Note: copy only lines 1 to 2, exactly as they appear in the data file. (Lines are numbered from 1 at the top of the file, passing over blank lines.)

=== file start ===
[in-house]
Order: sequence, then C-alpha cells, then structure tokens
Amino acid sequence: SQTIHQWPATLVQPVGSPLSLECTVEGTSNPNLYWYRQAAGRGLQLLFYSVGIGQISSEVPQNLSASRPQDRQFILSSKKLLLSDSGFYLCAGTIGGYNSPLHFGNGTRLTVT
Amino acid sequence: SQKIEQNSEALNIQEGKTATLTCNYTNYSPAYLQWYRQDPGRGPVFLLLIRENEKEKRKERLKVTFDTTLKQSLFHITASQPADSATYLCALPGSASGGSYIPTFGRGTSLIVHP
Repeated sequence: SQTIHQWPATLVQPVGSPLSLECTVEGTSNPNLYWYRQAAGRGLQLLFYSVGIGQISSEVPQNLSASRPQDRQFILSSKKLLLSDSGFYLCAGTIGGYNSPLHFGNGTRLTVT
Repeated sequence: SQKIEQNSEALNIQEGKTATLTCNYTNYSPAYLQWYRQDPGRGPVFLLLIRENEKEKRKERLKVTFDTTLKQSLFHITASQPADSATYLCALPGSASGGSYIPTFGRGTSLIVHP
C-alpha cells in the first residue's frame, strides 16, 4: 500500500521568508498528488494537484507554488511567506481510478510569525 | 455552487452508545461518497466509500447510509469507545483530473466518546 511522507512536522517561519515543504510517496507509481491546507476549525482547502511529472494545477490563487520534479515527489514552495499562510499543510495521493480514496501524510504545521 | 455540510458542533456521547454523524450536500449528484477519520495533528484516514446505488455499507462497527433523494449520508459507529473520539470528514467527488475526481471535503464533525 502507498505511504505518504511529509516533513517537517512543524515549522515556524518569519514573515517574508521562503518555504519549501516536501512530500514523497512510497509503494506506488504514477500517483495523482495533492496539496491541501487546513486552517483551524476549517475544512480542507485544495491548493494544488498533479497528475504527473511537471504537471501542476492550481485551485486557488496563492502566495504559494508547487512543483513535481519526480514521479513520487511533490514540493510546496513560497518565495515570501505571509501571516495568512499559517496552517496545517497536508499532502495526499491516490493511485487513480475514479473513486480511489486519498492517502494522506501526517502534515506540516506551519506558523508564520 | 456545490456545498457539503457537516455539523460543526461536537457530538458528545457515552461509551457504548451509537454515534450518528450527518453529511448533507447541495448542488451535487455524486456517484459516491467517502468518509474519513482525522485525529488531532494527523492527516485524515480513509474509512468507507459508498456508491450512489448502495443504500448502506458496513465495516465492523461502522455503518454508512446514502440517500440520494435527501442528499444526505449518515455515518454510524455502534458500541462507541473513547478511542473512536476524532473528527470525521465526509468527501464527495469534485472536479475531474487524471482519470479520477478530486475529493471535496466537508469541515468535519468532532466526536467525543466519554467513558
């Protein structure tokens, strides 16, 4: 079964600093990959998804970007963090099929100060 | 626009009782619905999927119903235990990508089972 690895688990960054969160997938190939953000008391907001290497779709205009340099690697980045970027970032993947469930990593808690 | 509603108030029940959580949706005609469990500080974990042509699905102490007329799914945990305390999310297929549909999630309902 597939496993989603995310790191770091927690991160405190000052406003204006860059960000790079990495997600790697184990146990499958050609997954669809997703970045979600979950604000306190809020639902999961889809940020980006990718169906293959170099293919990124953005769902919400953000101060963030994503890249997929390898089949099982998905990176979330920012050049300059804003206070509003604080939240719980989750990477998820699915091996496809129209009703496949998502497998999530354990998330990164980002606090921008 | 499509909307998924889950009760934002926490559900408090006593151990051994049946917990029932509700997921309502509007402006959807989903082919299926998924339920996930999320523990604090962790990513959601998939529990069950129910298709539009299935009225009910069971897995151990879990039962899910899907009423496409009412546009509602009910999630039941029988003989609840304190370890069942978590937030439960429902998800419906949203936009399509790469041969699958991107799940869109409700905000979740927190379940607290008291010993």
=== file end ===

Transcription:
[in-house]
Order: sequence, then C-alpha cells, then structure tokens